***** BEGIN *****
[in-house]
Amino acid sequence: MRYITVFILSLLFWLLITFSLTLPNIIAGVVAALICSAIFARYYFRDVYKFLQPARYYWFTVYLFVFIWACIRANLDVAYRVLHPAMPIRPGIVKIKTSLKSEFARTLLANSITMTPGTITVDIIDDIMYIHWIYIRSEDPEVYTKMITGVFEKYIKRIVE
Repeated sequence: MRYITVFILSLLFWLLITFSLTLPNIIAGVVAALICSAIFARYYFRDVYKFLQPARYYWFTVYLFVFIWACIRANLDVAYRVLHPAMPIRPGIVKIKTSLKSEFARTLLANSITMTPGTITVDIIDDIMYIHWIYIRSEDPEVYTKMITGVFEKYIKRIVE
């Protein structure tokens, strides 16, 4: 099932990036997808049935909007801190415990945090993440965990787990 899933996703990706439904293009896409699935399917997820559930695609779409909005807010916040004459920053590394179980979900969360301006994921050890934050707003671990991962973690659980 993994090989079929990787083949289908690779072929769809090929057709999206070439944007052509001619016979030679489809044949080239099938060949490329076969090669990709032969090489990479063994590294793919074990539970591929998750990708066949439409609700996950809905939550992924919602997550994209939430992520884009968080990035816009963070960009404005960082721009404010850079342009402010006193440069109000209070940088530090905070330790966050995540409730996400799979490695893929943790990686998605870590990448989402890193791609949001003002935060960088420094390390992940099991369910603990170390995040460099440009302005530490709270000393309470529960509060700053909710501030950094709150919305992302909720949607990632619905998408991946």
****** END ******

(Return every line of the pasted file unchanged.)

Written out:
[in-house]
Amino acid sequence: MRYITVFILSLLFWLLITFSLTLPNIIAGVVAALICSAIFARYYFRDVYKFLQPARYYWFTVYLFVFIWACIRANLDVAYRVLHPAMPIRPGIVKIKTSLKSEFARTLLANSITMTPGTITVDIIDDIMYIHWIYIRSEDPEVYTKMITGVFEKYIKRIVE
Repeated sequence: MRYITVFILSLLFWLLITFSLTLPNIIAGVVAALICSAIFARYYFRDVYKFLQPARYYWFTVYLFVFIWACIRANLDVAYRVLHPAMPIRPGIVKIKTSLKSEFARTLLANSITMTPGTITVDIIDDIMYIHWIYIRSEDPEVYTKMITGVFEKYIKRIVE
């Protein structure tokens, strides 16, 4: 099932990036997808049935909007801190415990945090993440965990787990 899933996703990706439904293009896409699935399917997820559930695609779409909005807010916040004459920053590394179980979900969360301006994921050890934050707003671990991962973690659980 993994090989079929990787083949289908690779072929769809090929057709999206070439944007052509001619016979030679489809044949080239099938060949490329076969090669990709032969090489990479063994590294793919074990539970591929998750990708066949439409609700996950809905939550992924919602997550994209939430992520884009968080990035816009963070960009404005960082721009404010850079342009402010006193440069109000209070940088530090905070330790966050995540409730996400799979490695893929943790990686998605870590990448989402890193791609949001003002935060960088420094390390992940099991369910603990170390995040460099440009302005530490709270000393309470529960509060700053909710501030950094709150919305992302909720949607990632619905998408991946």